Will there be a Toronto Caribbean Carnival this year?

No answers in this time of crisis

By Stephen Weir

Veteran band leader Louis Saldenah (left) & FMC’s COO, Christopher Alexander

What the Toronto mas’ camps,  steelbands and the Festival Management Committee (FMC) need right now is ” the right crystal ball “- one that can provide a definite  answer to the burning question: Will there be a Toronto Caribbean Carnival this year ?

A simple yes or no in answer to that question will have a major impact on the Caribbean-Canadian mas’ playing community, Toronto’s tourism industry and the economy of the City of Toronto.

But so far mas’ makers have not found ” the right crystal ball.”

“We have to know the status of the festival,” Hayden Harbin of the Mas’ K Club told the Caribbean Camera  last week..

“To date we have already invested large sums of money in our preparation leading up to our band launch. We have to know if it’s going to be on, if we are going to continue to put out more money for its  completion  – or if  it will be cancelled, so we can halt and send out a public notice to all our local- and foreign-based players” Over the last week, The  Caribbean  Caribbean contacted Toronto City Councillor Michael Thompson, five bandleaders, the leader of a steelband and others directly involved in the carnival business

Tribal Carnival

This reporter has also contacted the Federal Government,  the Government of Ontario and the overseers of the carnival, the Festival Management Committee. (FMC),. They were all asked: Will there be a parade in 2020 ?

Bandleader Louis Saldena, Harbin’s partner , wants answers too. They both have

the largest band (5,000) on the road each year. A Saldenah launch is a big event.

It attracts more than  1,000 ticket buyers and generates thousands of follow-on orders for new costumes.

“I am going to get together with my group on the 10th of April and we will decide what approach to take,if the parade is still on,” Saldenah told The  Caribbean Camera . “ I strongly believe the safety of the people is priority Number One.”

“ With the Canadian border being closed and the uncertainty of when it will be re-opened, w will need to set a new date for our launch,” said Akil HeywoodChairman of the Atlantic mas ‘ camp.

Atlantic Mas’ annually brings in top soca performers  for their spring costume launch at the huge Rebel nightclub. Atlantic had planned a massive April 3 launch party with Trinidad stars Bunji Garlin and Fayann Lyons as headliers.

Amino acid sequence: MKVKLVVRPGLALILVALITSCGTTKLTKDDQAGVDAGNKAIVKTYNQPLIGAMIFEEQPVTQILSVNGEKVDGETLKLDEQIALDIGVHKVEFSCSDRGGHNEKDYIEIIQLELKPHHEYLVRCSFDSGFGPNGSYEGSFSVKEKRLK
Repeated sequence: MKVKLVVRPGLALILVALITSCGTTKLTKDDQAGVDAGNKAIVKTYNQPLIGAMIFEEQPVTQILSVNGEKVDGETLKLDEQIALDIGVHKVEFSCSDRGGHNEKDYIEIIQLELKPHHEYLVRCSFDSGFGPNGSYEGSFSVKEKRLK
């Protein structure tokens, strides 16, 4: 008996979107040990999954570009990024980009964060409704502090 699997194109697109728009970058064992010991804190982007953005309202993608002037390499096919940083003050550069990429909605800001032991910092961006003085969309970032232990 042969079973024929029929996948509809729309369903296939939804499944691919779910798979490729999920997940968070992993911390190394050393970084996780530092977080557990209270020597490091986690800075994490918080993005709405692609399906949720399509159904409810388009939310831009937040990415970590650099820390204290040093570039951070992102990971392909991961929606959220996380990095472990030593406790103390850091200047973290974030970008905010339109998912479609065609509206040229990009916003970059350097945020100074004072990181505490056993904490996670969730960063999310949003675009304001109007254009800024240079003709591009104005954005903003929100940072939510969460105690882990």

Jerrol Augustine EPIC Mas, Dexter Seusahai Tribal Carnival Aneil Persad & Hayden Joseph Venom Carnival Louis Saldenah, Saldenah Carnival

“ But with Rebel closing its doors due to the government’s cap of a maximum of 50 people at gatherings,, the April 3rd launch cannot happen,” he  explained.

“So a new date for this show will be announced,” he said.

“Be sure that we take safety first. And we have an amazing event waiting for the Carnival community as soon as this crisis passes. We will make sure to give everyone something that will bring back energy to the Carnival.  Stay tuned for the new date.”

For Tribal Carnival’s Celena Seusahai, the shutdown of  services and events in Ontario is a case of  “déjà vu all over again.”

She has just returned from the Cayman Islands where Tribal’s popular island costume launch was cancelled when the British government suddenly postponed Cayman’s Batabano festival and parade until sometime in the fall.

Tribal has been planning a Toronto launch at the end of next month.


“We are still   considering  what to do but  we definitely will not be having a physical band launch on April 24th.,” Seusahi said Tribal Carnival is reportedly considering holding a virtual  band launch (A  virtual band launch is basically a costume fashion show that is staged without a live audience; instead, carnival fans  will watch the show on their computers, laptops and smart phones.) SunLime is ahead of the curve in terms of staging a virtual launch. The  band was getting ready for a photo shoot in downtown Toronto for its online show.